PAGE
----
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Posted by on Aug 15, 2016 in Tell Me Why |

Are All the Parts of a Tree Alive?

Are All the Parts of a Tree Alive?

Actually, most of the wood in the trunk and branches (the heartwood) of a tree is dead. The outer layer of bark is also dead. The root tips, leaves, and a growing layer of soft tissue just under the outer covering (bark), called cambium, are the living parts of the tree.

The cambium adds bark to the tree and builds a new layer of wood around the trunk and branches each year. This makes the rings you see in the trunk when the tree is cut down. As the tree grows, the older wood stiffens and becomes solid heartwood, which gives strength to the tree.

Interestingly enough, trees start out in life as a germinating seed with every living cell in hyper drive. As a tree seed becomes a seedling, and then a sapling, and then a mature tree, its living contents become less and less as a percentage of total volume.

So trees increasingly lose their living cytoplasm cells and metabolism ceases in that cell. They are no longer alive but now provide protective, transport and physical support.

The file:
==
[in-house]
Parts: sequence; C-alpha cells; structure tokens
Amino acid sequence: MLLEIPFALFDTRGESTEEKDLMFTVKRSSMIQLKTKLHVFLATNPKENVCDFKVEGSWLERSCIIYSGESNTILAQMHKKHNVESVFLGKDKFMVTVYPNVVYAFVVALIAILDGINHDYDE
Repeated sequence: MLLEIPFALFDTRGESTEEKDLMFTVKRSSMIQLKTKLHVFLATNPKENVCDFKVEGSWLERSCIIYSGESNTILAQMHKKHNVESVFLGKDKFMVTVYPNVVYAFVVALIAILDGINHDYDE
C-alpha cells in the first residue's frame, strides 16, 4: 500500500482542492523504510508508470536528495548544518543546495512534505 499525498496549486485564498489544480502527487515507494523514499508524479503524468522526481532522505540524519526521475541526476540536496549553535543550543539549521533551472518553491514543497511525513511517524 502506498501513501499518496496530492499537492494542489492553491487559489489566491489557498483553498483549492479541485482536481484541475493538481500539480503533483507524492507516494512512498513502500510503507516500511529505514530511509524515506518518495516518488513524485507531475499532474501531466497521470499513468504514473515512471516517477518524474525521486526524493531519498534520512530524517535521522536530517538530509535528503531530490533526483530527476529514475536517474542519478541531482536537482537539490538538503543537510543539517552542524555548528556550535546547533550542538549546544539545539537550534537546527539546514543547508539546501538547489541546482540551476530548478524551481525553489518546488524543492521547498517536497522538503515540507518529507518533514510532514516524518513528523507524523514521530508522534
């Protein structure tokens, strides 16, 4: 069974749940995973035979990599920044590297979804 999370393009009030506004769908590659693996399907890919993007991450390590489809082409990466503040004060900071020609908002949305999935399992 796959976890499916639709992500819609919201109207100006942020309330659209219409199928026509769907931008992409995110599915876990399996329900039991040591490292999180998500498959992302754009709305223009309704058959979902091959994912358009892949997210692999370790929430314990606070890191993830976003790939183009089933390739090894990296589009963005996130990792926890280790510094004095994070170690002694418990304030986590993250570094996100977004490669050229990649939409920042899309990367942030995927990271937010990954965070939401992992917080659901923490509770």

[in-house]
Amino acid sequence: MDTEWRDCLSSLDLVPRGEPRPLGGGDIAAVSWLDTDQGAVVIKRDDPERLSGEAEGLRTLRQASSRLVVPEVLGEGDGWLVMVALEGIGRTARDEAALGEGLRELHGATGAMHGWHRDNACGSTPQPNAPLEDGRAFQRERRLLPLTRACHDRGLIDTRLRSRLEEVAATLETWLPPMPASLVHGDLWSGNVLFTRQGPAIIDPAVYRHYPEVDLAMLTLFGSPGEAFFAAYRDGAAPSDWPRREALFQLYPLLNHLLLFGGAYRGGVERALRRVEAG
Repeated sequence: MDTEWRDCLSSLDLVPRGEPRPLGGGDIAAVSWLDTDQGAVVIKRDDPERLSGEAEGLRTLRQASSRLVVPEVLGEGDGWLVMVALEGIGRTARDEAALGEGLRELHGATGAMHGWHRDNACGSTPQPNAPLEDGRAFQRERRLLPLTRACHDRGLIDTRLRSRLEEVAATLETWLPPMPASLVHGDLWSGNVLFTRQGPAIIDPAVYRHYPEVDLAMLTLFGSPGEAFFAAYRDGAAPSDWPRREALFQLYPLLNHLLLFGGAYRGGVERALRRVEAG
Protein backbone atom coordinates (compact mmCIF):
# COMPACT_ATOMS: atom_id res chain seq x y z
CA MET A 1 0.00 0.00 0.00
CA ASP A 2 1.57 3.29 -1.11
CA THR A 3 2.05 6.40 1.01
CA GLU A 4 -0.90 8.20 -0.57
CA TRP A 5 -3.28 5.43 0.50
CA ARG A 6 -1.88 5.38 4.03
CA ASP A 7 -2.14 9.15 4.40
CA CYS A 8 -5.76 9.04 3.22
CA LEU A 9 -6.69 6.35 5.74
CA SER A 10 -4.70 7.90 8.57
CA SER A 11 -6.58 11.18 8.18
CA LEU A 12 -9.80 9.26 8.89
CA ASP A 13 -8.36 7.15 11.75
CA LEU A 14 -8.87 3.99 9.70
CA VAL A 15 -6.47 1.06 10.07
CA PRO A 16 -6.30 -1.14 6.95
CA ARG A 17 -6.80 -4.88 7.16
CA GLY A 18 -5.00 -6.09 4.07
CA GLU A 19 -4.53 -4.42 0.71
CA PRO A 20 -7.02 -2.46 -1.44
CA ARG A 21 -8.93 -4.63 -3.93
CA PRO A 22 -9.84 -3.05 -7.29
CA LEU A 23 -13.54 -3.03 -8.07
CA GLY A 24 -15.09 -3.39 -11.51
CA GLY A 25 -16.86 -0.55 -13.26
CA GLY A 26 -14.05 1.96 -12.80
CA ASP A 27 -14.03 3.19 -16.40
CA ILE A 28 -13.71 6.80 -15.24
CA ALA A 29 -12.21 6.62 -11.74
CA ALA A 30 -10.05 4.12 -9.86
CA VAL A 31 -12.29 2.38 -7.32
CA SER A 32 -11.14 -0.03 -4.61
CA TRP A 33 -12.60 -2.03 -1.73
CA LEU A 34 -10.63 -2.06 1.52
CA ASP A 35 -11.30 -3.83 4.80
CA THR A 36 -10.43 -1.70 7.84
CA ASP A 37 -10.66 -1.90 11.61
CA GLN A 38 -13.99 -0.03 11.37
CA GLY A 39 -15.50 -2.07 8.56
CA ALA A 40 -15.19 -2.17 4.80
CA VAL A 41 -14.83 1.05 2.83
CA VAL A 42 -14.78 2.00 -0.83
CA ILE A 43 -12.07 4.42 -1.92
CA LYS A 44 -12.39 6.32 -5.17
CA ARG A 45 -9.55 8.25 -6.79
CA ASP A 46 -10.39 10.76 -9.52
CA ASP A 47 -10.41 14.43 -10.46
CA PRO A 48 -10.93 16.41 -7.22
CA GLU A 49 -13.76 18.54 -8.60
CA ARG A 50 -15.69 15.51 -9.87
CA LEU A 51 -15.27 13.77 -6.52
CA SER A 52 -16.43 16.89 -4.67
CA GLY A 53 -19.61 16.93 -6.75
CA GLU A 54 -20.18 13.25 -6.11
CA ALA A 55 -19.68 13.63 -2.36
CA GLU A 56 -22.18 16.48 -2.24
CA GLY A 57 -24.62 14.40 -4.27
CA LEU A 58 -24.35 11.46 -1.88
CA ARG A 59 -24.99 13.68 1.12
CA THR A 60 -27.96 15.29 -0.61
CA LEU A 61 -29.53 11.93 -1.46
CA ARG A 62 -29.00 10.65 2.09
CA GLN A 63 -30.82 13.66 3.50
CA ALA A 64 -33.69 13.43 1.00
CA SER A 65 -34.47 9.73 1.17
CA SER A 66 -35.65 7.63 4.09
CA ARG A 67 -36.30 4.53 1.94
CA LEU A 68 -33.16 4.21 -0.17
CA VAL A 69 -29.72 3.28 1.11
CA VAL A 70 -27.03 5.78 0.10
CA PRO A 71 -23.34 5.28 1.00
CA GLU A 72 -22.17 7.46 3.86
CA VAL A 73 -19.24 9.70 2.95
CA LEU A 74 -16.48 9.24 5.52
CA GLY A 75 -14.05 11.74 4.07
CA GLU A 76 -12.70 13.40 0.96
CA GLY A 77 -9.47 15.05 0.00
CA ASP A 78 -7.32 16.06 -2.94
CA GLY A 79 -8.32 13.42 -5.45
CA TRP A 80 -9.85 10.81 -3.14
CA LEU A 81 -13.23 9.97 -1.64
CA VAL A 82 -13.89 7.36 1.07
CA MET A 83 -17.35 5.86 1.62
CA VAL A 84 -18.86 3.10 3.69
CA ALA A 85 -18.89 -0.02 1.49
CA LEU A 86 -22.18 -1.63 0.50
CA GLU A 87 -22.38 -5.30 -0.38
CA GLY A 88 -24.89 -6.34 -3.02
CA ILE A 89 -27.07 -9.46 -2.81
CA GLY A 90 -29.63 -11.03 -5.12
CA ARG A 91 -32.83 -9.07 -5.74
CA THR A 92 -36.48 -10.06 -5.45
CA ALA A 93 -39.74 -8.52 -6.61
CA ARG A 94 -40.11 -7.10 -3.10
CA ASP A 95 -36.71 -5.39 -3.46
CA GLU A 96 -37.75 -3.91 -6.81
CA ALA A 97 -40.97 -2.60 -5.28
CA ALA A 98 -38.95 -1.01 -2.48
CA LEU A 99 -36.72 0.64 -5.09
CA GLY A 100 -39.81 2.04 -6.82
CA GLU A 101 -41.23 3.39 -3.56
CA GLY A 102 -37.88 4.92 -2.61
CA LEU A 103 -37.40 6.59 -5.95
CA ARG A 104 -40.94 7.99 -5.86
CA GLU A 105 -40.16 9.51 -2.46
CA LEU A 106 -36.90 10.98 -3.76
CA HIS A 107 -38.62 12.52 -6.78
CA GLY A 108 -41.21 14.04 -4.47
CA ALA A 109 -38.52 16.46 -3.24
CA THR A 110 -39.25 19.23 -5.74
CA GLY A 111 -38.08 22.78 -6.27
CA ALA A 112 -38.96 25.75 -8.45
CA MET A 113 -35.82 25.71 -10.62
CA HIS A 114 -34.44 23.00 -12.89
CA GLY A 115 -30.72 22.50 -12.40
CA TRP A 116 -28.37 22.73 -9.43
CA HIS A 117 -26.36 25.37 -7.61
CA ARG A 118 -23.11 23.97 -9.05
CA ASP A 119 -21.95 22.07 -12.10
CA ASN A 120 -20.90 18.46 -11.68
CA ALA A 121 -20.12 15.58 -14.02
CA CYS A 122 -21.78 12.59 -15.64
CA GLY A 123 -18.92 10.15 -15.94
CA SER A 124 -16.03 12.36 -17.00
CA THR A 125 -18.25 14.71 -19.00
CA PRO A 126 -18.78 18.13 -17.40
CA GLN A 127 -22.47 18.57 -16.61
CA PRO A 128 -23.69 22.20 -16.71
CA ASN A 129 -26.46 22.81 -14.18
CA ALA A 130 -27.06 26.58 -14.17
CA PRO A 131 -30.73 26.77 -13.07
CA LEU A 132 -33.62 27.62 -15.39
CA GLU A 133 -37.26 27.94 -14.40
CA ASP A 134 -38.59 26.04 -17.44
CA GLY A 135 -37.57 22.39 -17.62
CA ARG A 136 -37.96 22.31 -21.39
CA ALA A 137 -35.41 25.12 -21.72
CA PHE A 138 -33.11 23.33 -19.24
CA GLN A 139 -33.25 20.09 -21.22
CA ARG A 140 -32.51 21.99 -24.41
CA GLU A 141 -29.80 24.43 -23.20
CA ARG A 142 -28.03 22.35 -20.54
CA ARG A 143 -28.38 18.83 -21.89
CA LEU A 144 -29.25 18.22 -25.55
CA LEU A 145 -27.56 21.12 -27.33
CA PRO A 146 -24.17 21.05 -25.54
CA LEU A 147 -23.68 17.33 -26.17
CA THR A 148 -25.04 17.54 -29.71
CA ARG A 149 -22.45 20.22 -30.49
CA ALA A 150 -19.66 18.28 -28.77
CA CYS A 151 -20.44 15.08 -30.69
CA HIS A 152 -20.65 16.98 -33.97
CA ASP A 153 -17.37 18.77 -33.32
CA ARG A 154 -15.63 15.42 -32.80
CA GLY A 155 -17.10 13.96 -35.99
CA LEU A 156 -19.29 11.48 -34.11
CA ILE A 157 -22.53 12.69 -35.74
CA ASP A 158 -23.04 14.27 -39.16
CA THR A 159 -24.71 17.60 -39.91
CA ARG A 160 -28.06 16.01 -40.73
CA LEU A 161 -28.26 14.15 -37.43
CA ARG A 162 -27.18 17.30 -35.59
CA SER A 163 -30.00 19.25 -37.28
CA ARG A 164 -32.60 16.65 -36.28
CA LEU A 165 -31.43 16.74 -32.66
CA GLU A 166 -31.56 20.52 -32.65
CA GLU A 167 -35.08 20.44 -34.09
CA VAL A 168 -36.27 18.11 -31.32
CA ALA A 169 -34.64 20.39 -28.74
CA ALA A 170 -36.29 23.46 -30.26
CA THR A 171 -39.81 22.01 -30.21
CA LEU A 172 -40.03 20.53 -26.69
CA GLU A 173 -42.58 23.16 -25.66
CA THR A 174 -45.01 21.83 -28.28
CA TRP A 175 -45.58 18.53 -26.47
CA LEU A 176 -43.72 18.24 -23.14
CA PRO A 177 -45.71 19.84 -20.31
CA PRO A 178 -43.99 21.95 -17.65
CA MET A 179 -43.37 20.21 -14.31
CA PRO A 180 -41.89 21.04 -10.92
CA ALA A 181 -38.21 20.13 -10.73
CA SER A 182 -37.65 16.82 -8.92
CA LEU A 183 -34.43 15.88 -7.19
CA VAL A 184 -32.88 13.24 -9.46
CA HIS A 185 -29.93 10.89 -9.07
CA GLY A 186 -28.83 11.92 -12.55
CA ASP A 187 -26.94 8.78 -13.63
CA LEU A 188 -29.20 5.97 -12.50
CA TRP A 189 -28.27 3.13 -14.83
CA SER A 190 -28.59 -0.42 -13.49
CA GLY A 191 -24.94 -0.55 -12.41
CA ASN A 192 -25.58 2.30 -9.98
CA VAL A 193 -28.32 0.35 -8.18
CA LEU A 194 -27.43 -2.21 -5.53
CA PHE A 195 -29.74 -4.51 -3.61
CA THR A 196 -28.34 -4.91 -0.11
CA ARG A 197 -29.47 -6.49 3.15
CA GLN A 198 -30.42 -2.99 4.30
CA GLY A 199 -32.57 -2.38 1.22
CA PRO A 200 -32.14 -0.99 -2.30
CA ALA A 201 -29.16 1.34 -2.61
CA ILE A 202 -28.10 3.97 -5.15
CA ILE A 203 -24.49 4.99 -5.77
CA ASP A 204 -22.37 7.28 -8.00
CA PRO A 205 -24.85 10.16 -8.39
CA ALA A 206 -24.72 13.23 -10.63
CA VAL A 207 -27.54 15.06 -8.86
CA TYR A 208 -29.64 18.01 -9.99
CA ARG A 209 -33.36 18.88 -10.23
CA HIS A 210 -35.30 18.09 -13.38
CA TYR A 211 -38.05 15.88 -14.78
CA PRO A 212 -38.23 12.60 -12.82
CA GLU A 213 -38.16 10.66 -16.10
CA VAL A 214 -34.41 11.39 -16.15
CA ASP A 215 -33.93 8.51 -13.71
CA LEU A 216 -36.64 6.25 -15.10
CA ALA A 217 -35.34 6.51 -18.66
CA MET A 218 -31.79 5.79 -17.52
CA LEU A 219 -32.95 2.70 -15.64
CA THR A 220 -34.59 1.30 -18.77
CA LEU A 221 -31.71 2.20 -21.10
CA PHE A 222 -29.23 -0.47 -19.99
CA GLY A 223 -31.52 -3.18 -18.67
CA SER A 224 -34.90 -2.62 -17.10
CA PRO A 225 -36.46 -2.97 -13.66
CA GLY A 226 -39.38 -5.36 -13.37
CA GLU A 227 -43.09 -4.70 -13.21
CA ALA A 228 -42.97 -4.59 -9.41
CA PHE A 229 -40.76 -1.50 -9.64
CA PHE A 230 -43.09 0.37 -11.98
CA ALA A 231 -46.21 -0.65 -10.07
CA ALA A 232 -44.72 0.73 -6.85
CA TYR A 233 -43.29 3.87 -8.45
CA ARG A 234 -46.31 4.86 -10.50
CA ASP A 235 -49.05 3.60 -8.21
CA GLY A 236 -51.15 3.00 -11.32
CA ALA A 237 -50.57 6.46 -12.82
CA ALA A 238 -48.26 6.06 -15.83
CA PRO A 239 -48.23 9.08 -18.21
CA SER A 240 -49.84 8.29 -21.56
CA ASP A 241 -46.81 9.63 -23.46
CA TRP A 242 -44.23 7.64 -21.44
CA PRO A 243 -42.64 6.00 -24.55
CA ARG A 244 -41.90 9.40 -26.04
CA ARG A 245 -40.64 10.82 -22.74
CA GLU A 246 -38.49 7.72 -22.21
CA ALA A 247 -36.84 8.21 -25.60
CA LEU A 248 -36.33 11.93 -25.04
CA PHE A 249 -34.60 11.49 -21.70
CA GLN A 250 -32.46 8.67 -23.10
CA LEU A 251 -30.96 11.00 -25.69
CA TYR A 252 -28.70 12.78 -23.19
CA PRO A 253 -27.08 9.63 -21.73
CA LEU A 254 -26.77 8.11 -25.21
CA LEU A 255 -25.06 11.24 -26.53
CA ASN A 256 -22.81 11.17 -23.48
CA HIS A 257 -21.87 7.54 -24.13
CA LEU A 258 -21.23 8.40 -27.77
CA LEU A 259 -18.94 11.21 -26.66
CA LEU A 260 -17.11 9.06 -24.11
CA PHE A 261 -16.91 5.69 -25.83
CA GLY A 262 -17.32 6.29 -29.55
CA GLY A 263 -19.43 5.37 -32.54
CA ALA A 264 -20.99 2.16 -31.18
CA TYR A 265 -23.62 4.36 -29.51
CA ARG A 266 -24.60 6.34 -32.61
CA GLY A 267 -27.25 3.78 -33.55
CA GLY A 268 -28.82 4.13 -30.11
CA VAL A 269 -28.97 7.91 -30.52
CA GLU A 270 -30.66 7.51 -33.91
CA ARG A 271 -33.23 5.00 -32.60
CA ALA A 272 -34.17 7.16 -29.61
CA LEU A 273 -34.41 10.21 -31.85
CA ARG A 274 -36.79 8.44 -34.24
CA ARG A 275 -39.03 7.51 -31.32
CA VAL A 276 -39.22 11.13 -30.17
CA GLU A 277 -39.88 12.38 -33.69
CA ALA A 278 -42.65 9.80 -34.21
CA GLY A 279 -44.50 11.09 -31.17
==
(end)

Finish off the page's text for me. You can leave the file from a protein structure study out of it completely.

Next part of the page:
The large, non-living part of a tree does the heavy lifting and is very important structurally to the tree. Also, a tree’s bark cover is essential in protecting thin living cell layers underneath.

This supporting and protective wood is created by cambial-hardened wood cells produced on the inner and outer cambial layer. Sandwiched between the outer cambial layer and the bark is the ongoing process of creating sieve tubes which transport water and nutrient food both from leaves to roots and back.

The sound, non-living cells of a tree are very important to helping a tree protected from attacking pests like insects and disease. Compromising these bark and structural cells will introduce pathogens and other pests and environmental damage into the vulnerable living tissues that maintain life.

To be more precise, future dead tree cells have the responsibility of transporting nutrients both to the leaves and sugars made by the photosynthetic leaf and then back to the growth of parts that determine a tree’s healthy future.

Content for this question contributed by Glenn Conidia, resident of Santa Rosa, Sonoma County, California, USA